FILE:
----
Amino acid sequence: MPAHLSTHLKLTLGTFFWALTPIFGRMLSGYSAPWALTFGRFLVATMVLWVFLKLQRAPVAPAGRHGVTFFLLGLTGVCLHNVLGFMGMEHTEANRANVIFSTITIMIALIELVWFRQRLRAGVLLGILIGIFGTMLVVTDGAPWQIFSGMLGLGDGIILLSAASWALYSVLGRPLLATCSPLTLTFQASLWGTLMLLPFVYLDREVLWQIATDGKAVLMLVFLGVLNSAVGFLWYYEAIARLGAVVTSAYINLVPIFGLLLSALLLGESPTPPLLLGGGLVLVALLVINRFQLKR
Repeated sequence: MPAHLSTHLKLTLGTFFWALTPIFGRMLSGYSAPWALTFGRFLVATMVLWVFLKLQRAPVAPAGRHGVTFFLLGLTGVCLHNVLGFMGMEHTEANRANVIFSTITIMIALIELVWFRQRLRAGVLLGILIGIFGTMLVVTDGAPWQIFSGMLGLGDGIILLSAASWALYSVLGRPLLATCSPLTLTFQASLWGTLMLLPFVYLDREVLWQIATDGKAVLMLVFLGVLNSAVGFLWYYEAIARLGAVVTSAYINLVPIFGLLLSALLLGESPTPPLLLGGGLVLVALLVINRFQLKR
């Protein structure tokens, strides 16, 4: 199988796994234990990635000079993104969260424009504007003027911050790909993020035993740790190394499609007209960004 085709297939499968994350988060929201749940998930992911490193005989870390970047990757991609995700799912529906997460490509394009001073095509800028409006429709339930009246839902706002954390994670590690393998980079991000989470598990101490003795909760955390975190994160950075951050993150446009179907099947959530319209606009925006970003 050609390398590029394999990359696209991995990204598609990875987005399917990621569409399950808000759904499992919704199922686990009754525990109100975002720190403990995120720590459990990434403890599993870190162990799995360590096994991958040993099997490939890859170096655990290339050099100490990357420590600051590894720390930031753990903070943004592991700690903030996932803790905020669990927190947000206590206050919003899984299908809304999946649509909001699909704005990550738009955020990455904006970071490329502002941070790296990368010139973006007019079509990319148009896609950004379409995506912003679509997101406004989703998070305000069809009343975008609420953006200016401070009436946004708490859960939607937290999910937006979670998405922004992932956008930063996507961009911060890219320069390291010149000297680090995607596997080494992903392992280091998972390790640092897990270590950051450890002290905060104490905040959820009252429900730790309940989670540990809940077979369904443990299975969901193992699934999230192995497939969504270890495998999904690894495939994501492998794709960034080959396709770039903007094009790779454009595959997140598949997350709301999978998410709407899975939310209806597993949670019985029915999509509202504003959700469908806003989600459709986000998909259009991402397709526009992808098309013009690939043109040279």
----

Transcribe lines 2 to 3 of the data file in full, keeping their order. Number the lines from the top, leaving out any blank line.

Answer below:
Repeated sequence: MPAHLSTHLKLTLGTFFWALTPIFGRMLSGYSAPWALTFGRFLVATMVLWVFLKLQRAPVAPAGRHGVTFFLLGLTGVCLHNVLGFMGMEHTEANRANVIFSTITIMIALIELVWFRQRLRAGVLLGILIGIFGTMLVVTDGAPWQIFSGMLGLGDGIILLSAASWALYSVLGRPLLATCSPLTLTFQASLWGTLMLLPFVYLDREVLWQIATDGKAVLMLVFLGVLNSAVGFLWYYEAIARLGAVVTSAYINLVPIFGLLLSALLLGESPTPPLLLGGGLVLVALLVINRFQLKR
């Protein structure tokens, strides 16, 4: 199988796994234990990635000079993104969260424009504007003027911050790909993020035993740790190394499609007209960004 085709297939499968994350988060929201749940998930992911490193005989870390970047990757991609995700799912529906997460490509394009001073095509800028409006429709339930009246839902706002954390994670590690393998980079991000989470598990101490003795909760955390975190994160950075951050993150446009179907099947959530319209606009925006970003 050609390398590029394999990359696209991995990204598609990875987005399917990621569409399950808000759904499992919704199922686990009754525990109100975002720190403990995120720590459990990434403890599993870190162990799995360590096994991958040993099997490939890859170096655990290339050099100490990357420590600051590894720390930031753990903070943004592991700690903030996932803790905020669990927190947000206590206050919003899984299908809304999946649509909001699909704005990550738009955020990455904006970071490329502002941070790296990368010139973006007019079509990319148009896609950004379409995506912003679509997101406004989703998070305000069809009343975008609420953006200016401070009436946004708490859960939607937290999910937006979670998405922004992932956008930063996507961009911060890219320069390291010149000297680090995607596997080494992903392992280091998972390790640092897990270590950051450890002290905060104490905040959820009252429900730790309940989670540990809940077979369904443990299975969901193992699934999230192995497939969504270890495998999904690894495939994501492998794709960034080959396709770039903007094009790779454009595959997140598949997350709301999978998410709407899975939310209806597993949670019985029915999509509202504003959700469908806003989600459709986000998909259009991402397709526009992808098309013009690939043109040279």